This was such a wonderful love story. As promised on the cover, the story of Leigh captured my heart, and my soul. The cover here on Goodreads actuall...moreThis was such a wonderful love story. As promised on the cover, the story of Leigh captured my heart, and my soul. The cover here on Goodreads actually has a different sentence. On my copy it says A love story so powerful it captures more than your heart. It was a beautiful story about a girl finding herself, going out to live in a more liberated world with no overly protective mother hovering over her shoulder every minute of the day. The messages found within made my soul smile. Seeing the characters growth and love and faith strengthened mine and made me want them to have their happily ever afters!
Some scenes were so poignant I had tears in my eyes. Leigh is a survivor of ovarian cancer and has moved to BYU Utah with her brother to attend college. We’re taken inside Leigh’s head, and see the love she has for her brother and Nathan and Brian and her parents. We see her fears and uncertainties and her strengthened faith as those who love her help her to see the light and as she overcomes trials and finds who she is. I loved her strength and determination to do things herself, to do what she loves. She is rather stupid about boys. She never knows when one likes her, and fancies herself deeply in love with one who is so obviously not right for her, and doesn’t notice when the one who is her only true friend loves her. I knew from the very start that Noah was not good for her. He seemed too presumptuous and perfect with no charm or kindness. I loved that Leigh finally realized he wasn’t right. A little late, but not too late.
And then Brian was always there for her. Whenever she needed something he was there to help, to watch over her, to let her lean on him. He was so perfect. Not perfect in that he was godlike and flawless, but perfect in the sense that he was a good man who had faults, but his love was true and his faith was strong. He was such a sweet guy. Intimidating at first, with his broad build and tattoos, but kind and gentle and loving underneath. His and Leigh’s relationship was great. They started out as friends, then became pretty much best friends, and then Leigh realized what she was feeling for him was more than just friendship. Her realizing this, and me reading Brian looking at her deeply, made my heart go pitter patter and long for them to come together with love.
This novel wasn’t perfect. The pacing of the plot was disjointed sometimes, the dialogue stilted at times. The execution wasn’t amazing. But, the emotions were very apparent, the characters endearing, the romance sweet and beautiful, and the spiritual messages inspiring. I would recommend this book to any LDS member who loves a good romance. Don’t read it for the brilliant plot and wonderful writing. Read it for the love and spirit you will find. (less)
The Peacegiver is a nice LDS inspiration tale. James L. Ferrell sheds a thought provoking light on Christ’s atonement and the implications of it and h...moreThe Peacegiver is a nice LDS inspiration tale. James L. Ferrell sheds a thought provoking light on Christ’s atonement and the implications of it and how we can learn to appreciate and love His ultimate sacrifice more fully. How to use it to purge out sin in our hearts and lives, and to grow a new heart full of Christ’s love. This book tells a journey of Rick, and his attempts to understand the atonement, and understand his family who he is unconsciously hurting. In his dreams, Rick is visited by his grandfather Carson, who is deceased in real life. Carson takes Rick through moments that occur in the Bible and the Book of Mormon, trying to help Rick view his life differently. They witness a short scene involving David, of David and Goliath, and then Jonah, and a very short instance of Lehi and his sons before he dies.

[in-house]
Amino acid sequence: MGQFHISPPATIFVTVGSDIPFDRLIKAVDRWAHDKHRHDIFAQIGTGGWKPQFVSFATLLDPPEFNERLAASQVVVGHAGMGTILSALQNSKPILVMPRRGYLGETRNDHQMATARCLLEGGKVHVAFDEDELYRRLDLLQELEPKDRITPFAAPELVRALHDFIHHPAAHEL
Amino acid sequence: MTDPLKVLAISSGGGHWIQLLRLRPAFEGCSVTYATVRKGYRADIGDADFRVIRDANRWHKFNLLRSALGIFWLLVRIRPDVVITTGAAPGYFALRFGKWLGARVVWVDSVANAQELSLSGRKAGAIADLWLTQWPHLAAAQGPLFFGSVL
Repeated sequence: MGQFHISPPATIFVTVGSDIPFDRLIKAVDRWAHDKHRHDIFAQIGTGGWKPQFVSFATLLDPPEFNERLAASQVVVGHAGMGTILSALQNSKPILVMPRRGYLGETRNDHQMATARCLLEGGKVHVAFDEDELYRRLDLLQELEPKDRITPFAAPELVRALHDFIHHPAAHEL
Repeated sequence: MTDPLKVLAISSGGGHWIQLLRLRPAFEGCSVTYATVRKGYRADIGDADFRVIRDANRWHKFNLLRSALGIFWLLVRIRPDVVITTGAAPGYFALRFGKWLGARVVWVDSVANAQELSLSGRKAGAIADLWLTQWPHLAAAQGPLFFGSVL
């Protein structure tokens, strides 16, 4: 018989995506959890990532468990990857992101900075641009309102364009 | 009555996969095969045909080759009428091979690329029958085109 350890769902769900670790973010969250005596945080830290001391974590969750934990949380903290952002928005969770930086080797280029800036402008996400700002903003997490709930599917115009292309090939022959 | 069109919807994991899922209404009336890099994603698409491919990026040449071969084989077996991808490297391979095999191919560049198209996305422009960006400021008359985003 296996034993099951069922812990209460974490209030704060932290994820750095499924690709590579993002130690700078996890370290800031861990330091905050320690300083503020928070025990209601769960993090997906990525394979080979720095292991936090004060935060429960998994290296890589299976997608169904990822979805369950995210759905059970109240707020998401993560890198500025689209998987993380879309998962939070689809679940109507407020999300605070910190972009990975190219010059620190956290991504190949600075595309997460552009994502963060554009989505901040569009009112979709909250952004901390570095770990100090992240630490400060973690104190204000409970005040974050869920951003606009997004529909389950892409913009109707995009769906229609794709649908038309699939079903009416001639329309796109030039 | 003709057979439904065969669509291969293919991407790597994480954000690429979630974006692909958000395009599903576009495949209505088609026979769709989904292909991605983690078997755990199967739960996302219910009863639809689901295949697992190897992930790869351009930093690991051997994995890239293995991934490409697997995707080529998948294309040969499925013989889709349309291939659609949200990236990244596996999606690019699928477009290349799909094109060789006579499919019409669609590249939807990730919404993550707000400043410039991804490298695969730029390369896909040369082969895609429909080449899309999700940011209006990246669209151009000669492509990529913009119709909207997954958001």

During these occurrences, Carson teaches Rick about forgiveness, agency, love, how the devil ensnares us with a single thin cord, and then slowly wraps us up in his corruption and our sins until we are bound so tightly without our even knowing how it all stared. But also how we can learn from others, and not repeat mistakes. Carson gives Rick metaphoric counsel, making the scenes they see become their own life. Are we like Jonah, who runs from the Lord, who doesn’t wish to plead to Nineveh to repent lest the Lord smite them down because he’s afraid, or perhaps feels he’s better than they? That because of his righteousness, they are less than him, and so should they be in God’s eyes? Or are we like David, who through a woman possessed of resounding faith, was able to repent, and save himself from a future need to repent of a wrong doing he had been in the intention of doing? Because of this woman’s humility and faith, David was changed, was shown love, and he then reciprocated it.
It is only through Christ that we can repent, that we can change and be able to see other’s around us in a different light. Seeing them for who they really are, the potential they have, and loving them for that, for who they are, and who they could be if given time, if perhaps we showed more love towards them, instead of anger or contempt. The Peacegiver is a very thought provoking book full of gospel principles. I felt uplifted, and considered my own life, of how I can take these principles to better it. I think this is a good book that every LDS member can benefit greatly from. Whether they be struggling with sin, or are complacent or becoming indifferent in the gospel, or zealously living it with a pure heart. (less)